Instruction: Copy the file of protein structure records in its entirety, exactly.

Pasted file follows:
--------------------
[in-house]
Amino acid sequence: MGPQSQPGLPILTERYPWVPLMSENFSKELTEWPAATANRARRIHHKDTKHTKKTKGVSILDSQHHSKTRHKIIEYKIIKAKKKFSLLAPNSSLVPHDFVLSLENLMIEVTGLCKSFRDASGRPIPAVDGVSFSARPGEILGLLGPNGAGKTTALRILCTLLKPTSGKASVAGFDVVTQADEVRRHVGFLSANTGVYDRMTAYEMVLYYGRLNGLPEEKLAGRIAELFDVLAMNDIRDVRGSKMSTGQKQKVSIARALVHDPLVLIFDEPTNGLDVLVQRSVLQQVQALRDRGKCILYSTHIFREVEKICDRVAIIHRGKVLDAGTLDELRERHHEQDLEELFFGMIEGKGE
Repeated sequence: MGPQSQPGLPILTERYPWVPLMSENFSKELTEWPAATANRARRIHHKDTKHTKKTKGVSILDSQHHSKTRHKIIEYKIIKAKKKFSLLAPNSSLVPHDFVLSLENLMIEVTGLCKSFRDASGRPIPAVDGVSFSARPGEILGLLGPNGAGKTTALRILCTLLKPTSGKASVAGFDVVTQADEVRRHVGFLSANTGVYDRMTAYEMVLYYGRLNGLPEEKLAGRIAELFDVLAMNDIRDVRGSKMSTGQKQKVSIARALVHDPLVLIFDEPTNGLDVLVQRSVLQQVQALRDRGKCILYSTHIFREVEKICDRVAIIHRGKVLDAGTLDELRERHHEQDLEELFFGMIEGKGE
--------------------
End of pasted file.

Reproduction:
[in-house]
Amino acid sequence: MGPQSQPGLPILTERYPWVPLMSENFSKELTEWPAATANRARRIHHKDTKHTKKTKGVSILDSQHHSKTRHKIIEYKIIKAKKKFSLLAPNSSLVPHDFVLSLENLMIEVTGLCKSFRDASGRPIPAVDGVSFSARPGEILGLLGPNGAGKTTALRILCTLLKPTSGKASVAGFDVVTQADEVRRHVGFLSANTGVYDRMTAYEMVLYYGRLNGLPEEKLAGRIAELFDVLAMNDIRDVRGSKMSTGQKQKVSIARALVHDPLVLIFDEPTNGLDVLVQRSVLQQVQALRDRGKCILYSTHIFREVEKICDRVAIIHRGKVLDAGTLDELRERHHEQDLEELFFGMIEGKGE
Repeated sequence: MGPQSQPGLPILTERYPWVPLMSENFSKELTEWPAATANRARRIHHKDTKHTKKTKGVSILDSQHHSKTRHKIIEYKIIKAKKKFSLLAPNSSLVPHDFVLSLENLMIEVTGLCKSFRDASGRPIPAVDGVSFSARPGEILGLLGPNGAGKTTALRILCTLLKPTSGKASVAGFDVVTQADEVRRHVGFLSANTGVYDRMTAYEMVLYYGRLNGLPEEKLAGRIAELFDVLAMNDIRDVRGSKMSTGQKQKVSIARALVHDPLVLIFDEPTNGLDVLVQRSVLQQVQALRDRGKCILYSTHIFREVEKICDRVAIIHRGKVLDAGTLDELRERHHEQDLEELFFGMIEGKGE